Scheme relief for catering and construction workersTop News | Sophie Hui 13 May 2020
Seniors, the self-employed and construction and catering workers will be covered by the government's expanded HK$80 billion wage subsidy scheme, Chief Executive Carrie Lam Cheng Yuet-ngor said.
Applications for the scheme begin on May 25 and close on June 14, with the first batch of subsidies to be handed out as early as the end of June.
The government will pay up to half of employees' salaries for six months - capped at HK$9,000 a month - under the scheme.
Lam yesterday said those 65 years old or above can be subsidized as long as they have a Mandatory Provident Fund account, even if they do not regularly contribute to their fund. Some 60,000 people will benefit from the expanded measures.
Originally, employees are only eligible for the subsidy if they are making mandatory contributions to their MPF accounts.
Lam added that 12,000 people working in the catering and construction industry - including chefs and engineers - will be covered by the scheme.
The two industries were previously excluded due to being high labor mobility industries and many of their workers are casual employees.
The criteria for the 215,000 self-employed workers to apply for a one-off HK$7,500 subsidy has also been relaxed. Applicants are eligible as long as they had opened an MPF account before the end of March, even if they have not made contributions to the account.
The subsidies are calculated on the basis of 50 percent of wages in a specific month between December and March.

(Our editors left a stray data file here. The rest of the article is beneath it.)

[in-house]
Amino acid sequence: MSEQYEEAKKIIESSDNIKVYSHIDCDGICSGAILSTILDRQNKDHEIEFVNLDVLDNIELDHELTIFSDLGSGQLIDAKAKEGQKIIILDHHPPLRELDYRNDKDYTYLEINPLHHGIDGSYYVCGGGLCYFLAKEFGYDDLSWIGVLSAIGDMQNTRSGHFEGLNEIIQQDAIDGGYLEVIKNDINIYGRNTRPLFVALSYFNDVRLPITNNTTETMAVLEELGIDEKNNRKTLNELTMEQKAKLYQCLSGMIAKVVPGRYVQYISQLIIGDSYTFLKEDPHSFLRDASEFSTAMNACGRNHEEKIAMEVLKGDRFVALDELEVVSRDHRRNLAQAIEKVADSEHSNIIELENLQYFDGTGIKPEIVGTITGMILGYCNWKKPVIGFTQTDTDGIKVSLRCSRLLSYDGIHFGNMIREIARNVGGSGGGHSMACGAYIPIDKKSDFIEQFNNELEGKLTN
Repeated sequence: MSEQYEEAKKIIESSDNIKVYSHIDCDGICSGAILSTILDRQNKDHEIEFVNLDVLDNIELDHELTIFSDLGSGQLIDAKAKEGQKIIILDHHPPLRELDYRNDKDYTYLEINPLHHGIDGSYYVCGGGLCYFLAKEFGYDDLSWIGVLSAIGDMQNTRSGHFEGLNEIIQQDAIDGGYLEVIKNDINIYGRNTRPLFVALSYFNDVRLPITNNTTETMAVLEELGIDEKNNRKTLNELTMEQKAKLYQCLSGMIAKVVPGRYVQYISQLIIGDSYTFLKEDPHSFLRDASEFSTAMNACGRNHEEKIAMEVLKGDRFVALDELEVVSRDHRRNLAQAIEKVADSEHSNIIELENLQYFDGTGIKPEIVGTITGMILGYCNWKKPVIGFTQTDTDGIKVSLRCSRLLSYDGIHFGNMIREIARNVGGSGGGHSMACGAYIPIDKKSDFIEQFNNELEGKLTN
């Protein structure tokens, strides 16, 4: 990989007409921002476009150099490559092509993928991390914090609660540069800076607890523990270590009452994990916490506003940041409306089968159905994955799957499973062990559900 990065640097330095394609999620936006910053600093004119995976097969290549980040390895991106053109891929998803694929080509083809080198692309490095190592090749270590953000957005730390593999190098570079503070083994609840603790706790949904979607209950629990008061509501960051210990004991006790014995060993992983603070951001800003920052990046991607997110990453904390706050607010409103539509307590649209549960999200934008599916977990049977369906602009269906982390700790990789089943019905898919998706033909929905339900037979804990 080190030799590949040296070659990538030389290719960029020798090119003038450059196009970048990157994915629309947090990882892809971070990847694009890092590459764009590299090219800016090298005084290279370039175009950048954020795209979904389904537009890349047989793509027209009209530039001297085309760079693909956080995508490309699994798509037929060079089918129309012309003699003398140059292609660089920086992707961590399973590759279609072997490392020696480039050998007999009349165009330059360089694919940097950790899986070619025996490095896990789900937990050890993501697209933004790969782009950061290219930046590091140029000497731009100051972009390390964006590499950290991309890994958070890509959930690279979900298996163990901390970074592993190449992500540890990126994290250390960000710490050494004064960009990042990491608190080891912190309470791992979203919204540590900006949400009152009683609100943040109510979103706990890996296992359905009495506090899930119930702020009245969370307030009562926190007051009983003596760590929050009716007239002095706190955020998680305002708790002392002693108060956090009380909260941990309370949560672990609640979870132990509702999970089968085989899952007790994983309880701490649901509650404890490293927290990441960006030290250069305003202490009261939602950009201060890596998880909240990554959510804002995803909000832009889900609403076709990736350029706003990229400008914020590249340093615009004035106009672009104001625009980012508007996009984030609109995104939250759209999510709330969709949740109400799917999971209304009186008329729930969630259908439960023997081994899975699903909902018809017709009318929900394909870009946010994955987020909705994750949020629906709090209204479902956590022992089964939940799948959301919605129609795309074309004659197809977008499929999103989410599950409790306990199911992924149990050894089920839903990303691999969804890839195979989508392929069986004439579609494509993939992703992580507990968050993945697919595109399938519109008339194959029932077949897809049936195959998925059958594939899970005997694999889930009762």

The range of months was recently expanded to include December in consideration of industries severely impacted by the pandemic after December.
Lam said employers only need to file the application online to grant authorization to trustees appointed by the government, which will handle the calculation.
"Regarding the effectiveness of the scheme, I am confident that it can suppress the wave of unemployment as employers can retain jobs with our help," Lam said.
Red minibus and taxi drivers, meanwhile, are eligible to receive a monthly HK$6,000 subsidy for half a year under the second round of the Anti-Epidemic Fund.
Lam said about 3,200 green minibus drivers and staff of ferries aged 65 or above can also apply for the subsidy.
Employers are warned that they will be penalized if they lay off workers, Secretary for Labour and Welfare Law Chi-kwong stressed.
The level of penalty will depend on the ratio of layoffs - the more staff fired the greater the fine, which will also be higher for big companies.
"The number of salaried personnel in June, July and August cannot be fewer than the number of employees in March," Law said.
"If the number of salaried personnel in a company is fewer than the number of employees in March, there will be a fine."
He added: "If there is any subsidy remaining, we will take it back."
Companies have been increasingly opening MPF accounts for their employees in order to participate in the Enterprise Support Scheme launched by the government last month, from which a firm can get subsidies of up to HK$54,000 for each employee.
Manulife Hong Kong has received some 5,000 applications for MPF accounts last month, while some employers are repaying overdue contributions, reports said.
Applications from employers received by The Hongkong and Shanghai Banking Corporation have surged by 72 percent last month, while the number of applicants from self-employed workers increased by 3.9 times, which is believed to be related to the scheme.
The government had said new accounts opened in April may not be eligible for the subsidy.
Transport sector lawmaker Frankie Yick Chi-ming said the subsidy could ensure green minibus operators continue running, with more than half of their drivers being senior citizens.
Cleaning workers, however, said the expanded scheme is not that helpful as 90 percent of them do not have an MPF account.